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System Administration Guide: Oracle Solaris Containers-Resource Management and Oracle Solaris Zones     Oracle Solaris Legacy Containers
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Document Information

Preface

Part I Resource Management

1.  Introduction to Solaris 10 Resource Management

2.  Projects and Tasks (Overview)

3.  Administering Projects and Tasks

4.  Extended Accounting (Overview)

5.  Administering Extended Accounting (Tasks)

6.  Resource Controls (Overview)

7.  Administering Resource Controls (Tasks)

8.  Fair Share Scheduler (Overview)

9.  Administering the Fair Share Scheduler (Tasks)

10.  Physical Memory Control Using the Resource Capping Daemon (Overview)

11.  Administering the Resource Capping Daemon (Tasks)

12.  Resource Pools (Overview)

13.  Creating and Administering Resource Pools (Tasks)

14.  Resource Management Configuration Example

15.  Resource Control Functionality in the Solaris Management Console

Part II Zones

16.  Introduction to Solaris Zones

17.  Non-Global Zone Configuration (Overview)

18.  Planning and Configuring Non-Global Zones (Tasks)

19.  About Installing, Halting, Cloning, and Uninstalling Non-Global Zones (Overview)

20.  Installing, Booting, Halting, Uninstalling, and Cloning Non-Global Zones (Tasks)

Zone Installation (Task Map)

Installing and Booting Zones

(Optional) How to Verify a Configured Zone Before It Is Installed

How to Install a Configured Zone

Solaris 10 8/07: How to Obtain the UUID of an Installed Non-Global Zone

Solaris 10 8/07: How to Mark an Installed Non-Global Zone Incomplete

(Optional) How to Transition the Installed Zone to the Ready State

How to Boot a Zone

How to Boot a Zone in Single-User Mode

Where to Go From Here

Halting, Rebooting, Uninstalling, Cloning, and Deleting Non-Global Zones (Task Map)

Halting, Rebooting, and Uninstalling Zones

How to Halt a Zone

How to Reboot a Zone

How to Uninstall a Zone

Solaris 10 11/06: Cloning a Non-Global Zone on the Same System

How to Clone a Zone

Solaris 10 5/09: How to Clone a Zone from an Existing Snapshot

Solaris 10 5/09: How to Use Copy Instead of ZFS Clone

Deleting a Non-Global Zone From the System

How to Remove a Non-Global Zone

21.  Non-Global Zone Login (Overview)

22.  Logging In to Non-Global Zones (Tasks)

23.  Moving and Migrating Non-Global Zones (Tasks)

24.  Oracle Solaris 10 9/10: Migrating a Physical Oracle Solaris System Into a Zone (Tasks)

25.  About Packages and Patches on an Oracle Solaris System With Zones Installed (Overview)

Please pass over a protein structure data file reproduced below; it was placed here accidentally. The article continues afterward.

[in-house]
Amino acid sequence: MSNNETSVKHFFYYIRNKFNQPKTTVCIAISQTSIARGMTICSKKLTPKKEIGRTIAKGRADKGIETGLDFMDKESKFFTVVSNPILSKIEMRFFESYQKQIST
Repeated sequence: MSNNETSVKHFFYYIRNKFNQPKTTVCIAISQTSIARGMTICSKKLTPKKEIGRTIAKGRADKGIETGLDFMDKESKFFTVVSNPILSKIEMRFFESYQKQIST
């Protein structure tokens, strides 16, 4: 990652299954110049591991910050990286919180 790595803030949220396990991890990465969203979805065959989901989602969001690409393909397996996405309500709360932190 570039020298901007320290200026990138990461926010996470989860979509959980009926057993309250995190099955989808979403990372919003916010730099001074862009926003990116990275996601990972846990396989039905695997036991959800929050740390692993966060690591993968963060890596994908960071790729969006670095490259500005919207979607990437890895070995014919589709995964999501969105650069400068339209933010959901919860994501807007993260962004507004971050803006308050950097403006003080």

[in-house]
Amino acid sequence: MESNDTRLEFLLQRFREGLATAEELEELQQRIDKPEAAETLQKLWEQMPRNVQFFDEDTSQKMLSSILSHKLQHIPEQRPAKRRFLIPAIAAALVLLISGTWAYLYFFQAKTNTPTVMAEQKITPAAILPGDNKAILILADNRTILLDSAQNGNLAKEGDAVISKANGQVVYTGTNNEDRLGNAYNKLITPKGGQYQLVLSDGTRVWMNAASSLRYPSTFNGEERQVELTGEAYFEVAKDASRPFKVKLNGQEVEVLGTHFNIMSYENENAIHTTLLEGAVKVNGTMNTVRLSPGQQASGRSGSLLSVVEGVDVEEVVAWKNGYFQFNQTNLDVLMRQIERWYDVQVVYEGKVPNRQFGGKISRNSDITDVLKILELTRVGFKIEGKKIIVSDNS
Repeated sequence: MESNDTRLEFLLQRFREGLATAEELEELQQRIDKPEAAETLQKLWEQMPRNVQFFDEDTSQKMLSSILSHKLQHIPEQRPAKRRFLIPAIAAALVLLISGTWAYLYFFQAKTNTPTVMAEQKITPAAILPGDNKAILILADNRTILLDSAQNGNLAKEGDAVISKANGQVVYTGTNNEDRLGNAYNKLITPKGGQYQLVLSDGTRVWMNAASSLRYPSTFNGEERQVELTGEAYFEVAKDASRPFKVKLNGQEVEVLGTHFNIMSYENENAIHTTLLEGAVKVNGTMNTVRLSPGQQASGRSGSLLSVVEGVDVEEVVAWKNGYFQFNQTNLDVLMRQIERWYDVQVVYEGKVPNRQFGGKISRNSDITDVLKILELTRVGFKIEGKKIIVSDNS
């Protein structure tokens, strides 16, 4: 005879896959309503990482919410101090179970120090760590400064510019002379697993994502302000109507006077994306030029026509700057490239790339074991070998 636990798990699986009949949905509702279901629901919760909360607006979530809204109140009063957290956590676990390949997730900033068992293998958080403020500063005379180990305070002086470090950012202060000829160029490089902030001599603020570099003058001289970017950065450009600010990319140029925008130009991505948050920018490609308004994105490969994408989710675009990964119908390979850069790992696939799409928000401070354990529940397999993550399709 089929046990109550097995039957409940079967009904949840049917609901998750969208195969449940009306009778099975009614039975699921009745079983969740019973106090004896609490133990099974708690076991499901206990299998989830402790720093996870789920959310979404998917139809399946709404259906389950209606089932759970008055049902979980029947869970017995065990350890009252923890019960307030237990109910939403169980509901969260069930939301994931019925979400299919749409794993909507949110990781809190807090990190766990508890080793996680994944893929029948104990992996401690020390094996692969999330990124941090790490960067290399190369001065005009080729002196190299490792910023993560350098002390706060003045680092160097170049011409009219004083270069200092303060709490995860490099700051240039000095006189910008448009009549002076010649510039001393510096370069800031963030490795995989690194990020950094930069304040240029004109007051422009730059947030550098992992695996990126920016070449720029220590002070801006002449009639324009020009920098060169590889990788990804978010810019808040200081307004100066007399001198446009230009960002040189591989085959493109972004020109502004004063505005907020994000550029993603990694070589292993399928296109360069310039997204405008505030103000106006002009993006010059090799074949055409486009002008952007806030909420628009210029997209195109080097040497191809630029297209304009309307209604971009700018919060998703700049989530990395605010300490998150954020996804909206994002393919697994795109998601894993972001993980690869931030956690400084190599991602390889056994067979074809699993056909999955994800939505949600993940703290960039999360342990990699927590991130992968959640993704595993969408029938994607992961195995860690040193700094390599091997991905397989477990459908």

26.  Adding and Removing Packages and Patches on an Oracle Solaris System With Zones Installed (Tasks)

27.  Oracle Solaris Zones Administration (Overview)

28.  Oracle Solaris Zones Administration (Tasks)

29.  Upgrading an Oracle Solaris 10 System That Has Installed Non-Global Zones

30.  Troubleshooting Miscellaneous Oracle Solaris Zones Problems

Part III lx Branded Zones

31.  About Branded Zones and the Linux Branded Zone

32.  Planning the lx Branded Zone Configuration (Overview)

33.  Configuring the lx Branded Zone (Tasks)

34.  About Installing, Booting, Halting, Cloning, and Uninstalling lx Branded Zones (Overview)

35.  Installing, Booting, Halting, Uninstalling and Cloning lx Branded Zones (Tasks)

36.  Logging In to lx Branded Zones (Tasks)

37.  Moving and Migrating lx Branded Zones (Tasks)

38.  Administering and Running Applications in lx Branded Zones (Tasks)

Glossary

Index

Installing and Booting Zones

Use the zoneadm command described in the zoneadm(1M) man page to perform installation tasks for a non-global zone. You must be the global administrator to perform the zone installation. The examples in this chapter use the zone name and zone path established in Configuring, Verifying, and Committing a Zone.

(Optional) How to Verify a Configured Zone Before It Is Installed

You can verify a zone prior to installing it. If you skip this procedure, the verification is performed automatically when you install the zone.

You must be the global administrator in the global zone to perform this procedure.

  1. Become superuser, or assume the Primary Administrator role.

    To create the role and assign the role to a user, see Using the Solaris Management Tools With RBAC (Task Map) in System Administration Guide: Basic Administration.

  2. Verify a configured zone named my-zone by using the -z option with the name of the zone and the verify subcommand.
    global# zoneadm -z my-zone verify

    This message regarding verification of the zone path will be displayed:

    Warning: /export/home/my-zone does not exist, so it cannot be verified.
    When 'zoneadm install' is run, 'install' will try to create